Question 3 -
Explain different characteristics that identify a good encryption technique.
Several characteristics that identify a good Encryption technique.
The implementation of the process should be as simple as possible. Principle 3 wasformulated with hand implementation in mind: A complicated algorithm is prone toerror or likely to be forgotten. With the development and popularity of digitalcomputers, algorithms far too complex for hand implementation became feasible.Still, the issue of complexity is important. People will avoid an encryption algorithmwhose implementation process severely hinders message transmission, therebyundermining security. And a complex algorithm is more likely to be programmedincorrectly.
The enciphering algorithm and set of keys used should be less complex. Thisprinciple implies that we should restrict neither the choice of keys nor the types of plaintext on which the algorithm can work. For instance, an algorithm that works onlyon plaintext having an equal number of As and Es is useless. Similarly, it would bedifficult to select keys such that the sum of the values of the letters of the key is aprime number. Restrictions such as these make the use of the enciphermentprohibitively complex. If the process is too complex, it will not be used. Furthermore,the key must be transmitted, stored, and remembered, so it must be short.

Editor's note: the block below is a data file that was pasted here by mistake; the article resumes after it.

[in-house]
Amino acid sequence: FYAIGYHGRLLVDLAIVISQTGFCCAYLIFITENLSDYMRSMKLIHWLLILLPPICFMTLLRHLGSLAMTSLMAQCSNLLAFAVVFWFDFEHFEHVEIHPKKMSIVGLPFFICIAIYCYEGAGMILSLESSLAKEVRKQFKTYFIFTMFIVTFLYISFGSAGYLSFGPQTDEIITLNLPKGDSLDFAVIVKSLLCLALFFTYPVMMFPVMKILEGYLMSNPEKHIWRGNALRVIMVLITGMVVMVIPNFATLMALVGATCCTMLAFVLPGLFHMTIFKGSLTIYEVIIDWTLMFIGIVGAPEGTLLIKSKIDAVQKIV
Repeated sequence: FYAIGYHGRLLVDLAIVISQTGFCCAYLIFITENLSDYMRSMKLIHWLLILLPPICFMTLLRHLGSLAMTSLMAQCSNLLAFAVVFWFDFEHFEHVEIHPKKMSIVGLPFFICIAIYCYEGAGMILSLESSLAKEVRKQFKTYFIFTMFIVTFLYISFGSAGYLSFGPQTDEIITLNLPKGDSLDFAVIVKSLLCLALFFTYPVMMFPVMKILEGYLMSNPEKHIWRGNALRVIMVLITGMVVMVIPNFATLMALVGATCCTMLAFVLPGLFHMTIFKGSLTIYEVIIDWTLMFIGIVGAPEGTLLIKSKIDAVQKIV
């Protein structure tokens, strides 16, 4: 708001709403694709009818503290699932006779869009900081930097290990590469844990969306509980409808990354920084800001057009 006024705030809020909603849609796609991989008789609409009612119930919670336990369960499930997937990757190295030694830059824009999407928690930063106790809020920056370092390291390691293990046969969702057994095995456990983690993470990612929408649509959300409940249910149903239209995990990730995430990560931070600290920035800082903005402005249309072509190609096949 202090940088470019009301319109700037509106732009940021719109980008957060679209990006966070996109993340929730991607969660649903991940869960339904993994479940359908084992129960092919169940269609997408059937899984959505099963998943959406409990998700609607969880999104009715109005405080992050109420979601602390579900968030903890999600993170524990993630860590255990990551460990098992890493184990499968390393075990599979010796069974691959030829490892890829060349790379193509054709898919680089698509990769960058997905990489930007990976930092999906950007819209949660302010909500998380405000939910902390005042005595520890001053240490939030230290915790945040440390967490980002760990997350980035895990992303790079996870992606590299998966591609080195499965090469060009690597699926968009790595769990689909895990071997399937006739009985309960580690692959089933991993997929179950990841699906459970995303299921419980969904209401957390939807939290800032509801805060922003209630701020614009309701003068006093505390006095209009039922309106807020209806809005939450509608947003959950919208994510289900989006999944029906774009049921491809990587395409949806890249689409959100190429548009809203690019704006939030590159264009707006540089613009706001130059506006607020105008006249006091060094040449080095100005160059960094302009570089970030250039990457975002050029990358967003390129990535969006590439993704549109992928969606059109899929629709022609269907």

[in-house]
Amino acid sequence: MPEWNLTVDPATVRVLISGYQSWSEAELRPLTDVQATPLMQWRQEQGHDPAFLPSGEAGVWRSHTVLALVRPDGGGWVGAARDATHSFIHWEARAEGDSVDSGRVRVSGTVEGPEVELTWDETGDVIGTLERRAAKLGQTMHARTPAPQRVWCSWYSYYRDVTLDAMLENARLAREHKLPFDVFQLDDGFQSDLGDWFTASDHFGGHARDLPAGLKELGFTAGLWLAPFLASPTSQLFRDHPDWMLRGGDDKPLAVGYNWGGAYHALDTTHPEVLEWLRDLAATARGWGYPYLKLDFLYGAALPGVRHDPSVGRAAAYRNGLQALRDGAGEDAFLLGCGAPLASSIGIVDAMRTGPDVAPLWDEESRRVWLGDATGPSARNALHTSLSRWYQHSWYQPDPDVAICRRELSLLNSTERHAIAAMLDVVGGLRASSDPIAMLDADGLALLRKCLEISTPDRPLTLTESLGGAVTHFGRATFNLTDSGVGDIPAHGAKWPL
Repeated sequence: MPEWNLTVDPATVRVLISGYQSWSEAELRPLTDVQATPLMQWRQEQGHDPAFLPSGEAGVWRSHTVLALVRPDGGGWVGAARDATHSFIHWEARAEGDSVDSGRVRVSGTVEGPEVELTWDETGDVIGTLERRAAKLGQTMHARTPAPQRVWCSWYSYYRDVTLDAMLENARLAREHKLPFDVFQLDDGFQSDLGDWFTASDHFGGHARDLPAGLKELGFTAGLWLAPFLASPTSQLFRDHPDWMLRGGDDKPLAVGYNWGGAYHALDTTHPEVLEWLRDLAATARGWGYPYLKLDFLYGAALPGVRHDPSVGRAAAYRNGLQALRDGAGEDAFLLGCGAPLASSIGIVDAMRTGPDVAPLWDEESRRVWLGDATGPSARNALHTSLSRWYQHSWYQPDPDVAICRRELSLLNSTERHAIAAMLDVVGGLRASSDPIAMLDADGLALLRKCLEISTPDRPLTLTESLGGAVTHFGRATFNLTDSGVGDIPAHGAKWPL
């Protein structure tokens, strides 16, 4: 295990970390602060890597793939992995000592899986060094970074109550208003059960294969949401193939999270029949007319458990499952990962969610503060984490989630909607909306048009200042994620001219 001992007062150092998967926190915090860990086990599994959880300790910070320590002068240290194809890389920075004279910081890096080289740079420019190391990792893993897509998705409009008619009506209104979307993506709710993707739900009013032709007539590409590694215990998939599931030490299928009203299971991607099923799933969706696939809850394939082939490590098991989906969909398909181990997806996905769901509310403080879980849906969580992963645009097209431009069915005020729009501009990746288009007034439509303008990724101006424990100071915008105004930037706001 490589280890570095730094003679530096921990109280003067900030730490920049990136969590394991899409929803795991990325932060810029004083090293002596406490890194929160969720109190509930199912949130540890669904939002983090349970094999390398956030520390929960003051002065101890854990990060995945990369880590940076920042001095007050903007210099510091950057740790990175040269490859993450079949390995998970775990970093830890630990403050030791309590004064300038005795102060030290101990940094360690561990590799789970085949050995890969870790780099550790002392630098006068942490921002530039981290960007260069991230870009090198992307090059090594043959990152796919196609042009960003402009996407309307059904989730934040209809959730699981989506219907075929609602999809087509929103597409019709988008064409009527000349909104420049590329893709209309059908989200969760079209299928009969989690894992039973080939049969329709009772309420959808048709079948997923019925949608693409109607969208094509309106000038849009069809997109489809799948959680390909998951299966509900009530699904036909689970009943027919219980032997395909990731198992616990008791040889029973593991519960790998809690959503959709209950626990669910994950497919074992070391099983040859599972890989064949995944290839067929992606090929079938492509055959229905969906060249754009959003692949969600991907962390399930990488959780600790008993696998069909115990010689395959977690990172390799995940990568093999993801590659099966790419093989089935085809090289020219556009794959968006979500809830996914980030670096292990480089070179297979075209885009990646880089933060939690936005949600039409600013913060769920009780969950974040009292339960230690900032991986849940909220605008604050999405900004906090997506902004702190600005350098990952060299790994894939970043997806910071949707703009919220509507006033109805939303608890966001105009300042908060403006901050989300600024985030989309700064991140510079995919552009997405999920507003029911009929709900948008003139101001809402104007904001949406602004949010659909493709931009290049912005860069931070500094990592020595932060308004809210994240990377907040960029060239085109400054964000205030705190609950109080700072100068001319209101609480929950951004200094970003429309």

The amount of secrecy needed should determine the amount of labor appropriate for the encryption and decryption. Principle 1 is a reiteration of the principle of timelinessand of the earlier observation that even a simple cipher may be strong enough todeter the casual interceptor or to hold off any interceptor for a short time.
Errors in ciphering should not propagate and cause corruption of further informationin the message. Principle 4 acknowledges that humans make errors in their use of enciphering algorithms. One error early in the process should not throw off the entireremaining ciphertext.
The size of the original message and that of enciphered text should be at most same.The idea behind principle 5 is that a ciphertext that expands dramatically size cannotpossibly carry more information than the plaintext, yet it gives the cryptanalyst moredata from which to infer a pattern. Furthermore, a longer ciphertext implies morespace for storage and more time to communicate.